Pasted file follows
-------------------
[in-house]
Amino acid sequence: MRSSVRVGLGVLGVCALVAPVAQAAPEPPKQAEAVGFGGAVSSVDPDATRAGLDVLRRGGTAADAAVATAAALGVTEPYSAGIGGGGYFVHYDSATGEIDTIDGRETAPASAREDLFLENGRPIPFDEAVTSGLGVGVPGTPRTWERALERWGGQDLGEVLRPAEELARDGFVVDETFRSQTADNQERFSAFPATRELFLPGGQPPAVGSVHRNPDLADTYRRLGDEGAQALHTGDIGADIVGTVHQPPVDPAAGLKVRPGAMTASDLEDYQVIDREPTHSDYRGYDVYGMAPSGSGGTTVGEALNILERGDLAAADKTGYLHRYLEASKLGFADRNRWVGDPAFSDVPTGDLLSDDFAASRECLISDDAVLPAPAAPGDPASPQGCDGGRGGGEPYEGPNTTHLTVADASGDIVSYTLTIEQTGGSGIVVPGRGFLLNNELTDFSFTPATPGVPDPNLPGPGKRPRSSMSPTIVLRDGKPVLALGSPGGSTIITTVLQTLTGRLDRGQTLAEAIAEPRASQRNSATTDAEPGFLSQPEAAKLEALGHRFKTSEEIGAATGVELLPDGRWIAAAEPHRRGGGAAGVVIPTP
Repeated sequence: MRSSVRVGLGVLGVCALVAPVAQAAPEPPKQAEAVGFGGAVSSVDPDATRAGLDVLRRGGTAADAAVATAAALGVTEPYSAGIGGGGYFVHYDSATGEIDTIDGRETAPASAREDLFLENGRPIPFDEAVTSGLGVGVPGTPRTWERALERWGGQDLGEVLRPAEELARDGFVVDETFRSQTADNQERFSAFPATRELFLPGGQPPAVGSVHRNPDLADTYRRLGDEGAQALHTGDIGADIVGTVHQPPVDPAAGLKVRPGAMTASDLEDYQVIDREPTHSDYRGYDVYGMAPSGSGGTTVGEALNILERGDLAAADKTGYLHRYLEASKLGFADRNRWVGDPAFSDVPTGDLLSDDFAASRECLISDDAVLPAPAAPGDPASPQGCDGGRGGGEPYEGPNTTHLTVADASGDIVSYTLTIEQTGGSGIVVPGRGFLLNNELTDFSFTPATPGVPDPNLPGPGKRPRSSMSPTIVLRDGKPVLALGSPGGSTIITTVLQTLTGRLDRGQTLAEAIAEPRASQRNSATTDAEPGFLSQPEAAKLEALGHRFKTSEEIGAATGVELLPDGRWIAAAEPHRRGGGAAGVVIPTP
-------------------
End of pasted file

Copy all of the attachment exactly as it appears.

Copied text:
[in-house]
Amino acid sequence: MRSSVRVGLGVLGVCALVAPVAQAAPEPPKQAEAVGFGGAVSSVDPDATRAGLDVLRRGGTAADAAVATAAALGVTEPYSAGIGGGGYFVHYDSATGEIDTIDGRETAPASAREDLFLENGRPIPFDEAVTSGLGVGVPGTPRTWERALERWGGQDLGEVLRPAEELARDGFVVDETFRSQTADNQERFSAFPATRELFLPGGQPPAVGSVHRNPDLADTYRRLGDEGAQALHTGDIGADIVGTVHQPPVDPAAGLKVRPGAMTASDLEDYQVIDREPTHSDYRGYDVYGMAPSGSGGTTVGEALNILERGDLAAADKTGYLHRYLEASKLGFADRNRWVGDPAFSDVPTGDLLSDDFAASRECLISDDAVLPAPAAPGDPASPQGCDGGRGGGEPYEGPNTTHLTVADASGDIVSYTLTIEQTGGSGIVVPGRGFLLNNELTDFSFTPATPGVPDPNLPGPGKRPRSSMSPTIVLRDGKPVLALGSPGGSTIITTVLQTLTGRLDRGQTLAEAIAEPRASQRNSATTDAEPGFLSQPEAAKLEALGHRFKTSEEIGAATGVELLPDGRWIAAAEPHRRGGGAAGVVIPTP
Repeated sequence: MRSSVRVGLGVLGVCALVAPVAQAAPEPPKQAEAVGFGGAVSSVDPDATRAGLDVLRRGGTAADAAVATAAALGVTEPYSAGIGGGGYFVHYDSATGEIDTIDGRETAPASAREDLFLENGRPIPFDEAVTSGLGVGVPGTPRTWERALERWGGQDLGEVLRPAEELARDGFVVDETFRSQTADNQERFSAFPATRELFLPGGQPPAVGSVHRNPDLADTYRRLGDEGAQALHTGDIGADIVGTVHQPPVDPAAGLKVRPGAMTASDLEDYQVIDREPTHSDYRGYDVYGMAPSGSGGTTVGEALNILERGDLAAADKTGYLHRYLEASKLGFADRNRWVGDPAFSDVPTGDLLSDDFAASRECLISDDAVLPAPAAPGDPASPQGCDGGRGGGEPYEGPNTTHLTVADASGDIVSYTLTIEQTGGSGIVVPGRGFLLNNELTDFSFTPATPGVPDPNLPGPGKRPRSSMSPTIVLRDGKPVLALGSPGGSTIITTVLQTLTGRLDRGQTLAEAIAEPRASQRNSATTDAEPGFLSQPEAAKLEALGHRFKTSEEIGAATGVELLPDGRWIAAAEPHRRGGGAAGVVIPTP